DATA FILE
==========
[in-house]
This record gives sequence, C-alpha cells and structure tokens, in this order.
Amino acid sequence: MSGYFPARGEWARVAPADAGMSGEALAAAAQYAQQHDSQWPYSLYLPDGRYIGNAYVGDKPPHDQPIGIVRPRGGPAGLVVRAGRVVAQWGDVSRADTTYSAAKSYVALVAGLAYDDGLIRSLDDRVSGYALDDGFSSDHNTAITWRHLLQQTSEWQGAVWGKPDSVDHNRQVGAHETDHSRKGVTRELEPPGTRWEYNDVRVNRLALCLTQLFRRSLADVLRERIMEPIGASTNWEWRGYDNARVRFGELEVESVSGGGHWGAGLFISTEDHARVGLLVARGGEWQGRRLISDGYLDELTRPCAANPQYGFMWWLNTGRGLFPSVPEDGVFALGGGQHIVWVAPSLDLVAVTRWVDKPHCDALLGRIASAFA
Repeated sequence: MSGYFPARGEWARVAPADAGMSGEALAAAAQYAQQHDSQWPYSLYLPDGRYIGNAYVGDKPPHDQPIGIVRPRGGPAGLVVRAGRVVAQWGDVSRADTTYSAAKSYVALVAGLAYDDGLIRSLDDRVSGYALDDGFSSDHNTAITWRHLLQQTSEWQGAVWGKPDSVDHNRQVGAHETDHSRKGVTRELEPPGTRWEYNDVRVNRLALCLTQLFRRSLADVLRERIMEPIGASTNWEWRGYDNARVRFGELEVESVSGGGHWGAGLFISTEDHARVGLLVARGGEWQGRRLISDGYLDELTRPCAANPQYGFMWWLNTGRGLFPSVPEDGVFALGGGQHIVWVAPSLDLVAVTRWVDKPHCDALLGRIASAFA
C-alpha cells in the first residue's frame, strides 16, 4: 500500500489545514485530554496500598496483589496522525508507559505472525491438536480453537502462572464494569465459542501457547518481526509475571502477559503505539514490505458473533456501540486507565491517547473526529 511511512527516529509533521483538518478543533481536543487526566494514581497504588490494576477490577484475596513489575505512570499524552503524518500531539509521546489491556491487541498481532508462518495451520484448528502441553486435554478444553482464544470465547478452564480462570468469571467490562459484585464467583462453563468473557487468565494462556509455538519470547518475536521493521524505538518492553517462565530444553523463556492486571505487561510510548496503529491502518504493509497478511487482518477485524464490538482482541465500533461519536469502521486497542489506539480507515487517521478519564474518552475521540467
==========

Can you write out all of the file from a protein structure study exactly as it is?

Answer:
[in-house]
This record gives sequence, C-alpha cells and structure tokens, in this order.
Amino acid sequence: MSGYFPARGEWARVAPADAGMSGEALAAAAQYAQQHDSQWPYSLYLPDGRYIGNAYVGDKPPHDQPIGIVRPRGGPAGLVVRAGRVVAQWGDVSRADTTYSAAKSYVALVAGLAYDDGLIRSLDDRVSGYALDDGFSSDHNTAITWRHLLQQTSEWQGAVWGKPDSVDHNRQVGAHETDHSRKGVTRELEPPGTRWEYNDVRVNRLALCLTQLFRRSLADVLRERIMEPIGASTNWEWRGYDNARVRFGELEVESVSGGGHWGAGLFISTEDHARVGLLVARGGEWQGRRLISDGYLDELTRPCAANPQYGFMWWLNTGRGLFPSVPEDGVFALGGGQHIVWVAPSLDLVAVTRWVDKPHCDALLGRIASAFA
Repeated sequence: MSGYFPARGEWARVAPADAGMSGEALAAAAQYAQQHDSQWPYSLYLPDGRYIGNAYVGDKPPHDQPIGIVRPRGGPAGLVVRAGRVVAQWGDVSRADTTYSAAKSYVALVAGLAYDDGLIRSLDDRVSGYALDDGFSSDHNTAITWRHLLQQTSEWQGAVWGKPDSVDHNRQVGAHETDHSRKGVTRELEPPGTRWEYNDVRVNRLALCLTQLFRRSLADVLRERIMEPIGASTNWEWRGYDNARVRFGELEVESVSGGGHWGAGLFISTEDHARVGLLVARGGEWQGRRLISDGYLDELTRPCAANPQYGFMWWLNTGRGLFPSVPEDGVFALGGGQHIVWVAPSLDLVAVTRWVDKPHCDALLGRIASAFA
C-alpha cells in the first residue's frame, strides 16, 4: 500500500489545514485530554496500598496483589496522525508507559505472525491438536480453537502462572464494569465459542501457547518481526509475571502477559503505539514490505458473533456501540486507565491517547473526529 511511512527516529509533521483538518478543533481536543487526566494514581497504588490494576477490577484475596513489575505512570499524552503524518500531539509521546489491556491487541498481532508462518495451520484448528502441553486435554478444553482464544470465547478452564480462570468469571467490562459484585464467583462453563468473557487468565494462556509455538519470547518475536521493521524505538518492553517462565530444553523463556492486571505487561510510548496503529491502518504493509497478511487482518477485524464490538482482541465500533461519536469502521486497542489506539480507515487517521478519564474518552475521540467